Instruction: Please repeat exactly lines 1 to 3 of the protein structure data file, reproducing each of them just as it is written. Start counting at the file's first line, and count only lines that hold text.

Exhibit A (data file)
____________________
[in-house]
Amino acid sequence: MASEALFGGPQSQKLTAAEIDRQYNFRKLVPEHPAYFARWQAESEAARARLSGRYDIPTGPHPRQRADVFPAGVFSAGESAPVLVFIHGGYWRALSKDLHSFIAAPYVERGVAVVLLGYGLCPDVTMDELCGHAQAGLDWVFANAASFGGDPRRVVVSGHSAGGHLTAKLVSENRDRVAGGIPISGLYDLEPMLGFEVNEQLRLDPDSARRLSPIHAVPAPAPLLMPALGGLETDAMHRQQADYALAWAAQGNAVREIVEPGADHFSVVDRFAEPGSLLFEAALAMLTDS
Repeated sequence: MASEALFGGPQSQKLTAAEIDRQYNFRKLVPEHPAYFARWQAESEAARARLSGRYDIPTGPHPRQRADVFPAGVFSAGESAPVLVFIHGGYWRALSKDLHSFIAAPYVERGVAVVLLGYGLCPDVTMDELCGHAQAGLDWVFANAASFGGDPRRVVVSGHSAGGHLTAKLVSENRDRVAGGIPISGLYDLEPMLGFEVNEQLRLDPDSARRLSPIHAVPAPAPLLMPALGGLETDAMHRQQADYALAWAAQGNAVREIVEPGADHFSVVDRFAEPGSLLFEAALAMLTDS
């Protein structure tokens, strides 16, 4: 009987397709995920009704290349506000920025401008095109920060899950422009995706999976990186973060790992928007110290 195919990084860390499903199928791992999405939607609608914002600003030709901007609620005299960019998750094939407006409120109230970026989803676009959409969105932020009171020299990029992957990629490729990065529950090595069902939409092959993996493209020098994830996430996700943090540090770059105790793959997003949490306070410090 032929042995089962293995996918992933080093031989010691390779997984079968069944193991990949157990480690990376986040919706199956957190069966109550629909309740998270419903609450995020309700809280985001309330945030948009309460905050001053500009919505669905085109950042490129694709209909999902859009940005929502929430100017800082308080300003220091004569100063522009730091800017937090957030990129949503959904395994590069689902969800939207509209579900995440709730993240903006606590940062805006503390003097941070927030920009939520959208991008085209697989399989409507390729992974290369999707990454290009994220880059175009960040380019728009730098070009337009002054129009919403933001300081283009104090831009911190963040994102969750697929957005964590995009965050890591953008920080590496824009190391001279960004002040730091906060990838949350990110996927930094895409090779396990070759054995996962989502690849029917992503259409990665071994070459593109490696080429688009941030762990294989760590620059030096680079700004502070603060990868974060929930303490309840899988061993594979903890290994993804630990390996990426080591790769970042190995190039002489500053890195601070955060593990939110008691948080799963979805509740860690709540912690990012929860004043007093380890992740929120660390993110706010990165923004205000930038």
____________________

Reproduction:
[in-house]
Amino acid sequence: MASEALFGGPQSQKLTAAEIDRQYNFRKLVPEHPAYFARWQAESEAARARLSGRYDIPTGPHPRQRADVFPAGVFSAGESAPVLVFIHGGYWRALSKDLHSFIAAPYVERGVAVVLLGYGLCPDVTMDELCGHAQAGLDWVFANAASFGGDPRRVVVSGHSAGGHLTAKLVSENRDRVAGGIPISGLYDLEPMLGFEVNEQLRLDPDSARRLSPIHAVPAPAPLLMPALGGLETDAMHRQQADYALAWAAQGNAVREIVEPGADHFSVVDRFAEPGSLLFEAALAMLTDS
Repeated sequence: MASEALFGGPQSQKLTAAEIDRQYNFRKLVPEHPAYFARWQAESEAARARLSGRYDIPTGPHPRQRADVFPAGVFSAGESAPVLVFIHGGYWRALSKDLHSFIAAPYVERGVAVVLLGYGLCPDVTMDELCGHAQAGLDWVFANAASFGGDPRRVVVSGHSAGGHLTAKLVSENRDRVAGGIPISGLYDLEPMLGFEVNEQLRLDPDSARRLSPIHAVPAPAPLLMPALGGLETDAMHRQQADYALAWAAQGNAVREIVEPGADHFSVVDRFAEPGSLLFEAALAMLTDS